Rushes: Ray | Red Hook | Nominations | Hammer
Bingham Ray dies suddenly at Sundance; Spike Lee’s RED HOOK SUMMER opens to passionately mixed reviews.
24.January.2012: The Academy Awards announced its full slate of nominations this morning. Up for Best Foreign Language Film: Bullhead, Footnote, In Darkness, Monsieur Lazhar, and A Separation. In the always embattled Documentary category: Hell and Back Again, If a Tree Falls: A Story of the Earth Liberation Front, Paradise Lost 3: Purgatory, Pina, and Undefeated. Last but not least, Best Picture noms are: The Artist, The Descendants, Moneyball, Midnight in Paris, The Tree of Life, The Help, Hugo, Extremely Loud and Incredibly Close, and War Horse.
Both the Sundance Institute and the San Francisco Film Society shared the news that Bingham Ray died yesterday after suffering a stroke while attending the Sundance Film Festival in Park City, Utah. He was 57. Ray, who was only named San Francisco Film Society’s executive director last November, has long been considered an instrumental figure in American independent film. In the past thirty years Ray had cofounded October Films, served as acting president of United Artists, adjunct professor at NYU’s Tisch School of the Arts, had been an executive consultant to SnagFilms, and had done first-run programming for New York’s Film Society of Lincoln Center. The Los Angeles Times obituary by Dennis McLellan, recalls Ray’s arthouse triumphs with October, where he distributed “[Mike] Leigh’s Secrets & Lies, Lars von Trier’s Breaking the Waves, John Dahl’s The Last Seduction, Robert Duvall’s The Apostle, David Lynch’s Lost Highway, Robert Altman’s Cookie’s Fortune and Jim Jarmusch’s The Year of the Horse. An Indiewire page collects various personal tributes to Ray from his friends and colleagues. “News of Bingham’s passing spread around [Sundance] this afternoon, and cast a palpable pall on the proceedings,” writes Karina Longworth. Glen Kenny describes first bonding with Ray over Lost Highway and remembers Ray as “an incredible idealist about movies but also a stone cold realist.”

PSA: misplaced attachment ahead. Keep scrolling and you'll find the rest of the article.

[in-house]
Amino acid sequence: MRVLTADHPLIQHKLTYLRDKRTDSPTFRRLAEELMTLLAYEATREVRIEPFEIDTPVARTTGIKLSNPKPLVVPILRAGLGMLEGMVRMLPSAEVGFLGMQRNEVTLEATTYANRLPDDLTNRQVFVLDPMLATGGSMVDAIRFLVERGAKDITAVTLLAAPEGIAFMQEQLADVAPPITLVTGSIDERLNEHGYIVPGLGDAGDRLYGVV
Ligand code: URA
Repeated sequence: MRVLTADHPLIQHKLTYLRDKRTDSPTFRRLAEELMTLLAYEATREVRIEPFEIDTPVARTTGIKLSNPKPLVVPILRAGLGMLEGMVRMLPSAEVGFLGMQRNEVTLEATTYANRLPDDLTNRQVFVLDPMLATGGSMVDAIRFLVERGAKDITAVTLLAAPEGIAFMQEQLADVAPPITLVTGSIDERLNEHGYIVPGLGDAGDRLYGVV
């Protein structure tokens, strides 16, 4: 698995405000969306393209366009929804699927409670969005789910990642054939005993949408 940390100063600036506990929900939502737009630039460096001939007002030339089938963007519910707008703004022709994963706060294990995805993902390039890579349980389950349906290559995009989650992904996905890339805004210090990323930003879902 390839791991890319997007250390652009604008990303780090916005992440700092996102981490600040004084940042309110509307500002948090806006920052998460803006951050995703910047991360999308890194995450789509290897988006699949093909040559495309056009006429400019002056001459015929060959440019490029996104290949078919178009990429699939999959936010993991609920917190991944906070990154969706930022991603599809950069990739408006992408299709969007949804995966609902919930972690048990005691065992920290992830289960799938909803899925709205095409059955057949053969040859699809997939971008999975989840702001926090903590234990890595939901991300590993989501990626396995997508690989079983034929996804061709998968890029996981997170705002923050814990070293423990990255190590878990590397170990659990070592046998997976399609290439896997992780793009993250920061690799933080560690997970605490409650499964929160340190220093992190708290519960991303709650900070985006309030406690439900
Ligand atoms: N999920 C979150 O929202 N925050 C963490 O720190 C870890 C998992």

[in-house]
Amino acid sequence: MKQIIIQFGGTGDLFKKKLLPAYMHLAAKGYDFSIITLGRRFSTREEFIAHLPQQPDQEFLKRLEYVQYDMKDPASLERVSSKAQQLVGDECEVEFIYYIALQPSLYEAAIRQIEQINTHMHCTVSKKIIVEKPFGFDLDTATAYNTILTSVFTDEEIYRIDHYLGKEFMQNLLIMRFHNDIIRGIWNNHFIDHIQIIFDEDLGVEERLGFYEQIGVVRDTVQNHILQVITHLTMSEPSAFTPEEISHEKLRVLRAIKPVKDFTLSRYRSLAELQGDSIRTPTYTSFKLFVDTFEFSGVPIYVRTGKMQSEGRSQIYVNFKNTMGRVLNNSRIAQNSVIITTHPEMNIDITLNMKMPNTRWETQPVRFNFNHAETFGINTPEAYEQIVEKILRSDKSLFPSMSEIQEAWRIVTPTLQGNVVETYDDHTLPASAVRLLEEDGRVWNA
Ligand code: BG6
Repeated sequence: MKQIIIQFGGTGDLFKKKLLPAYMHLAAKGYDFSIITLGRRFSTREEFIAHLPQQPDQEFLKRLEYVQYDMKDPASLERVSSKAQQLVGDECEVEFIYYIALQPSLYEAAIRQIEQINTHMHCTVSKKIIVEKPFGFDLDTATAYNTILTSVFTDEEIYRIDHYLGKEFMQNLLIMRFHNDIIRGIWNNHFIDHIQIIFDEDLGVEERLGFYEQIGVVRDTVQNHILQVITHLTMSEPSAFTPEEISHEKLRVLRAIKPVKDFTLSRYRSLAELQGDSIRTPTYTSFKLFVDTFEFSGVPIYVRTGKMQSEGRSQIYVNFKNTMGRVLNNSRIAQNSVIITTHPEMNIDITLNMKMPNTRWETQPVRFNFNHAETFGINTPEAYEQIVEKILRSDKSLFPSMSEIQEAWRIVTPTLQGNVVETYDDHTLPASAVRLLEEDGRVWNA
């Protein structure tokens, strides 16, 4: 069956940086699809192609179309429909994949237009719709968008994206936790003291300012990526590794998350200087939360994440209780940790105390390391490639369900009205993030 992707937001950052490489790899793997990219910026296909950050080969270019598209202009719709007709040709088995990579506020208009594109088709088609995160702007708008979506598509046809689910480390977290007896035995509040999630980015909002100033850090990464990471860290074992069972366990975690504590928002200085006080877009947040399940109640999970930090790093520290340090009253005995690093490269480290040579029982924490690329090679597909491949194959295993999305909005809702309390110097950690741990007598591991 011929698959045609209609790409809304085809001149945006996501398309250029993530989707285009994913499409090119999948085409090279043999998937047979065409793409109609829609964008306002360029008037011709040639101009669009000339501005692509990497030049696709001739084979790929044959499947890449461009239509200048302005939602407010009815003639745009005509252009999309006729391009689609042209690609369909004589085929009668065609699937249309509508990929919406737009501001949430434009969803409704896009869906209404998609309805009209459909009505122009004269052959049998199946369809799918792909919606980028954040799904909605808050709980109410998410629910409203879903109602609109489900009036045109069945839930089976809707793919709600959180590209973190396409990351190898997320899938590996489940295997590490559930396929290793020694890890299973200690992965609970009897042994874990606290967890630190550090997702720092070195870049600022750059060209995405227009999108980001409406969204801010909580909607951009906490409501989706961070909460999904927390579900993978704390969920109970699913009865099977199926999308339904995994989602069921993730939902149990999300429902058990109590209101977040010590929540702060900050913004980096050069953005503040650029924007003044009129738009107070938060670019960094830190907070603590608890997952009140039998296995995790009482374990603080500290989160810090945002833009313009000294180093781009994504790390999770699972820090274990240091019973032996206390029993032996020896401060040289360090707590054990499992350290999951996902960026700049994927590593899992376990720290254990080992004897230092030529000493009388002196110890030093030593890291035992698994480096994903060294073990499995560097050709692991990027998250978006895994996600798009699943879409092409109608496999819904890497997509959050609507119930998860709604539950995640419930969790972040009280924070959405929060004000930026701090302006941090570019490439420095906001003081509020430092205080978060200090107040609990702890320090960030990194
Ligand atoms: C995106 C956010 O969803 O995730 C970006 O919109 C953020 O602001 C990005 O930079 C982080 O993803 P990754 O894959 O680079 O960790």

It’s perhaps inevitable that Spike Lee’s self-financed Red Hook Summer is already drawing sharply divided reactions. Lee thundered about Hollywood’s cluelessness in his Q&A (“They know nothing about black people” seems to be the quotation with legs), which Owen Gleiberman used as an entrance for his Entertainment Weekly pan: “My own feeling is that if the film had been better, he might not have been reduced to griping about the movies the Man won’t let him make. For Red Hook Summer isn’t just a letdown. It’s a bit of an ordeal.” But Andrew O’Hehir writes that he’ll “long treasure” the memory of the film’s premiere: “This is an unpolished, loosey-goosey, street-level film that surely isn’t for everybody. It’s also a passionate, painful, tragic, haunting love letter to Brooklyn and New York City, to black America and the black church, to the possibility of childhood innocence in rough circumstances.” Eric Kohn falls somewhere between dissenting views but ultimately sounds disappointed: “Each flaw stands out like a jagged edge; collectively, they accumulate into an assemblage of rough ideas for better Spike Lee movies that, like his career, maintain terrific potential in theory while falling into a hit-or-miss rhythm throughout the lively execution.”
Horror fans will definitely want to check out a new site dedicated to restorations of classic Hammer films. Upcoming restorations announced on the blog include Dracula Prince of Darkness, The Plague of Zombies, and The Reptile. Additionally, an expanded cut of Terrence Fisher’s Dracula will screen on February 3 as part of London’s VAULT Festival. The blog promises that newly rediscovered footage features “an extended and particularly gruesome death scene for Dracula, as well as a moment considered too erotic by the censors of the day.”Finally, Vulture divulges the complete ballots of its “Worst Movie of 2011” critics’ polls: nothing like a good takedown to redeem a bad movie.